March 10, 2004
South Dakota Bill to Ban Most Abortions
South Dakota’s Governor says he supports a bill that would ban most abortions in the state, and only awaits minor rewording by lawmakers before becoming official. The bill provides no exception for rape or incest victims, and is being called the most restrictive anti-abortion measure in the nation. Emily Babcock reports for Sioux Falls.
Guantanamo Brits Released and Redetained in UK
Authorities in the United Kingdom are detaining four out of the 5 Britons released from Guantanamo Bay yesterday. The detainees were held for two years at the Cuba based US detention facility and naval base, without any charges brought against them. Naomi Fowler reports from London.
European Parliament Hears Israeli Refuseniks
Israeli Conscientious objectors traveled to France today to speak out against the penalization of those who refuse to join the Israeli forces. Rafael Krafft reports from Paris.
NJ Gay Marriage
The City Council of Asbury Park, NJ voted this morning to stop granting marriage license applications to gay and lesbian couples after only one marriage was conducted. Stephen Lacey has more from Washington D.C.
S.California Campus Hate Crimes Heat Up
About one thousand people are gathered outside the office of Black student affairs at Claremont College Consortium today, in response to the latest incident in a pattern of hate crimes on the college’s four campuses in the Los Angeles area. Classes were cancelled today on Claremont McKenna Campus, where Aura Bodago reports.
Elijah Cummings on Haiti
On Tuesday Gerard Latortue was named the new Prime Minister of Haiti. Latortue, an economist and former Haitian Foreign minister, has lived abroad for years. He was appointed by the U.S. backed advisory council comprised of Haitians that was assembled after deposed President Jean Bertrand Aristide was forced from power. Members from the Congressional Black Caucus have charged that the U.S. assisted in the overthrow of Aristide and several members insist Aristide is still President of the Island nation. But today the Chair of the Black Caucus, Representative Elijah Cummings, told our DC
correspondent Mitch Jeserich that he is cautioning some of the most outspoken members not to lose sight of the 8 million people in Haiti who are struggling to survive.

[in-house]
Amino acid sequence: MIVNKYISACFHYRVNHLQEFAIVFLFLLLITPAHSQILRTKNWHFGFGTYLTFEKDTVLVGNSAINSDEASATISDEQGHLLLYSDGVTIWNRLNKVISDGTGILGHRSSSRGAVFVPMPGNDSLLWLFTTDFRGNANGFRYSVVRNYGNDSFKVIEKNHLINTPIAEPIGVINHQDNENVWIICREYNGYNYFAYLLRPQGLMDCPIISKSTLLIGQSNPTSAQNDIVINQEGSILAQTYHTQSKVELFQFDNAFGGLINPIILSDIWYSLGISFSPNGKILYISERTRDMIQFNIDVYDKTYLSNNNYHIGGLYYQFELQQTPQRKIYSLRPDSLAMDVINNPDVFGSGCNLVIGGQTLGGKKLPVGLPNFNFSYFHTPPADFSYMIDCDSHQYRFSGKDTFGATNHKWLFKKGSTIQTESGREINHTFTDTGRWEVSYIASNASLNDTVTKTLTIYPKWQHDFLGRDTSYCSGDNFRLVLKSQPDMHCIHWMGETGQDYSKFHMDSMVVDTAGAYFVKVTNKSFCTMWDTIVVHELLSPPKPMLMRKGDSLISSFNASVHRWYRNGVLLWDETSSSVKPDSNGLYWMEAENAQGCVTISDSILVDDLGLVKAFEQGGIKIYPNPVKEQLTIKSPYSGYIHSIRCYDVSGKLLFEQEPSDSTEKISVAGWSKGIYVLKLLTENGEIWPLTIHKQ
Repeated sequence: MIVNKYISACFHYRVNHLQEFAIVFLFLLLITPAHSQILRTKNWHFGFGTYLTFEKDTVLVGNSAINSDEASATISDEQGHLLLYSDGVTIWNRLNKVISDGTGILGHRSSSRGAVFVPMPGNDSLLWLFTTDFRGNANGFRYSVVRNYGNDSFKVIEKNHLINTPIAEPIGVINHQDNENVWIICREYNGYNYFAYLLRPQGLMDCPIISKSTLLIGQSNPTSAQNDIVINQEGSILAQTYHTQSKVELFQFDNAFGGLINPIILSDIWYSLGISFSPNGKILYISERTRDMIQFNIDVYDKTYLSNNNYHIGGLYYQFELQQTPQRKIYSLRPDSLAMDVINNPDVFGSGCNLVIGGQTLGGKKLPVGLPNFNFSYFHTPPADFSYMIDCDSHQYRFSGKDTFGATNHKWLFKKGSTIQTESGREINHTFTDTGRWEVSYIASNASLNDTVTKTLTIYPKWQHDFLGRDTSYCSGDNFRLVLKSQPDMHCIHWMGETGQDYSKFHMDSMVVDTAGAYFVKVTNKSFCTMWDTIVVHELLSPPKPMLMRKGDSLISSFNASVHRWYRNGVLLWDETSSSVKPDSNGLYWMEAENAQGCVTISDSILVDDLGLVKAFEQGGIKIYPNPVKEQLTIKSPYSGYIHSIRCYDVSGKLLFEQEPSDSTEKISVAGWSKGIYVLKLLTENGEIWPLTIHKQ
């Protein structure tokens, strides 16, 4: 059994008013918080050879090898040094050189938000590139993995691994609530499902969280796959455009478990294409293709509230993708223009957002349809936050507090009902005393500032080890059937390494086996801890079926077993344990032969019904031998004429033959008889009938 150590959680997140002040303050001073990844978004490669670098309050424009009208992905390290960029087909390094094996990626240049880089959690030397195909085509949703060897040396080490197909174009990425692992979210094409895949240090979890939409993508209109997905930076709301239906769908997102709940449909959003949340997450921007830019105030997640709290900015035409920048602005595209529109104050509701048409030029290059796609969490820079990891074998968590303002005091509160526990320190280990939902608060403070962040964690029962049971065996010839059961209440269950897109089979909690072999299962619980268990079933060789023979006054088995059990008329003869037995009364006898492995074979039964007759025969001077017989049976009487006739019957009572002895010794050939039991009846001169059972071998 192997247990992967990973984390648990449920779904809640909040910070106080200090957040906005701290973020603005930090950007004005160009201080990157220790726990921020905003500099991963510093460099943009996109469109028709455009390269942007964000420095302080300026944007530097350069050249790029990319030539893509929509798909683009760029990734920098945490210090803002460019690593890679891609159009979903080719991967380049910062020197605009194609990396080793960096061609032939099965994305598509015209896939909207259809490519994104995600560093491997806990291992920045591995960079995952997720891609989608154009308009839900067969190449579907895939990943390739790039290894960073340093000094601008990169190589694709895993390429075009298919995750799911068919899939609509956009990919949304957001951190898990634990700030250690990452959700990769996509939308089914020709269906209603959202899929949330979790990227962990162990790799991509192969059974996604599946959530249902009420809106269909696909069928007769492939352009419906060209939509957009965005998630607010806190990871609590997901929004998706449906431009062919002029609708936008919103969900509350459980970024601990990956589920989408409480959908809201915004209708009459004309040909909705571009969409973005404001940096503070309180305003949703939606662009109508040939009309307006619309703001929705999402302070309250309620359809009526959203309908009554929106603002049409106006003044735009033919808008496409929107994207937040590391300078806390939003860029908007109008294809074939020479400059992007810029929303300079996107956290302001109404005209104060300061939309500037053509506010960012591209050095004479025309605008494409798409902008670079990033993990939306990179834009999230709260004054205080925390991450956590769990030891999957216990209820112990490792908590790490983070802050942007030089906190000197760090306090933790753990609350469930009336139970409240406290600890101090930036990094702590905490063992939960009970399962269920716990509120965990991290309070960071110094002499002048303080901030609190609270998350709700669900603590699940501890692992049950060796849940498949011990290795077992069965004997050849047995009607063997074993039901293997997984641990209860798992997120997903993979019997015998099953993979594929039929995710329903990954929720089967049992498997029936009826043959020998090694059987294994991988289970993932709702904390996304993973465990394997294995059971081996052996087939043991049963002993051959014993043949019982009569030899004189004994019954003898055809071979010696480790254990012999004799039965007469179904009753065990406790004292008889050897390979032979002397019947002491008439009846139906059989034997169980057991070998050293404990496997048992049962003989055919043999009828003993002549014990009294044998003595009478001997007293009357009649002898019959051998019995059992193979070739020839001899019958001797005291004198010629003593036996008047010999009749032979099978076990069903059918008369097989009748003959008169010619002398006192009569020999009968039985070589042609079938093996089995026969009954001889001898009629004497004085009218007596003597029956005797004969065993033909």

Venezuelan Ambassador to OAS on Haiti
Meanwhile many fear that the South American country of Venezuela will be next in what has become unofficial Bush Administration policy of forcing regime change. Venezuela has stood strongly by ousted Haitian president Jean Bertrand Aristide and this week will send it’s Ambassador to the OAS, Jorge Valero, to Haiti on a solidarity mission with humanitarian aid for the people. Valero tells Deepa Fernandes that Venezuela stands by President Aristide and the poor of Haiti.
Cuban Vice President on Haiti
The news of another U.S. backed coup d’etat, this time of Haitian President Jean Bertrand Aristide, continues to send shock waves across the world. One country that is not taking the departure of President Aristide lightly is Cuba. As Aristide remains in exile from the Central African Republic, Cuba vice president Esteban Lazo has been on an African tour with the goal of exposing US foreign policy. The Cuban number two stopped by Uganda, and our correspondent in Kampala, Joshua Kyalimpa, has this report.
Senate Debates Bush’s Budget
This week, the Senate has been debating the Bush Administration’s 2005 budget proposal. Democrats and several Republicans criticize many aspects of the plan, including cuts to spending on education and after school programs, while appropriating more funds to extend tax cuts. Jenny Johnson has more from our DC bureau.
Electronic voting machines: A Tool for Disenfranchisement?
With democratic primaries still scheduled for 20 states, much of the media has failed to recognize the kinds of problems associated with electronic voting machines that were reported during Super Tuesday. As Gail Walker reports from Pacifica station WBAI, the question many are asking is whether this means voters will continue to experience that same kind of disenfranchisement come November.
Bushwomen Part 2: Karen Hughes
The Bush Administration is on the offensive over the criticism it has copped for using images of 9-11 in campaign commercials. And the face of that counter-attack against the families who lost members in the tragic attacks is a woman that we don’t see too often, yet is a big force behind the Bush machine. In the series we began yesterday looking at the women behind the Bush Administration, today we examine spin-maestress Karen Hughes, as host Deepa Fernandes talks with author Laura Flanders who has just released her new book, Bushwomen, Tales of Cynical Species.